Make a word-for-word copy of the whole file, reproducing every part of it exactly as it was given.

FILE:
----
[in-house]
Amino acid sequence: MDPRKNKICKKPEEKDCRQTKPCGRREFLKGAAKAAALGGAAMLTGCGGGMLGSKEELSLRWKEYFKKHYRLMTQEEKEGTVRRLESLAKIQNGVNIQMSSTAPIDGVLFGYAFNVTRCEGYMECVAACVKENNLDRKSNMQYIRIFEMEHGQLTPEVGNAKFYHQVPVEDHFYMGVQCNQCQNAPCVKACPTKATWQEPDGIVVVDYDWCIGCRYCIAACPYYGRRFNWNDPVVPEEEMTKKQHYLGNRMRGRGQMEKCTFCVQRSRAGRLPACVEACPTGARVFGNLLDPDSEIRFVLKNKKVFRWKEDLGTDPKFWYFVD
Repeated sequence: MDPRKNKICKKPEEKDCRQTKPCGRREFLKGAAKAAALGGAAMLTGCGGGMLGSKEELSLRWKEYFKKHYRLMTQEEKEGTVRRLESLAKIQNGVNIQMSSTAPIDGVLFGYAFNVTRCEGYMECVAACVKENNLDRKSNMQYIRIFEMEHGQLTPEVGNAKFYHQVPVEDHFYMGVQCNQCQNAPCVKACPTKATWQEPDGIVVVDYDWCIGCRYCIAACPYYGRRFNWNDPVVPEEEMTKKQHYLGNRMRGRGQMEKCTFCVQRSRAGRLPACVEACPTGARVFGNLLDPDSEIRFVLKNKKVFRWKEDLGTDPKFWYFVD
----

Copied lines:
[in-house]
Amino acid sequence: MDPRKNKICKKPEEKDCRQTKPCGRREFLKGAAKAAALGGAAMLTGCGGGMLGSKEELSLRWKEYFKKHYRLMTQEEKEGTVRRLESLAKIQNGVNIQMSSTAPIDGVLFGYAFNVTRCEGYMECVAACVKENNLDRKSNMQYIRIFEMEHGQLTPEVGNAKFYHQVPVEDHFYMGVQCNQCQNAPCVKACPTKATWQEPDGIVVVDYDWCIGCRYCIAACPYYGRRFNWNDPVVPEEEMTKKQHYLGNRMRGRGQMEKCTFCVQRSRAGRLPACVEACPTGARVFGNLLDPDSEIRFVLKNKKVFRWKEDLGTDPKFWYFVD
Repeated sequence: MDPRKNKICKKPEEKDCRQTKPCGRREFLKGAAKAAALGGAAMLTGCGGGMLGSKEELSLRWKEYFKKHYRLMTQEEKEGTVRRLESLAKIQNGVNIQMSSTAPIDGVLFGYAFNVTRCEGYMECVAACVKENNLDRKSNMQYIRIFEMEHGQLTPEVGNAKFYHQVPVEDHFYMGVQCNQCQNAPCVKACPTKATWQEPDGIVVVDYDWCIGCRYCIAACPYYGRRFNWNDPVVPEEEMTKKQHYLGNRMRGRGQMEKCTFCVQRSRAGRLPACVEACPTGARVFGNLLDPDSEIRFVLKNKKVFRWKEDLGTDPKFWYFVD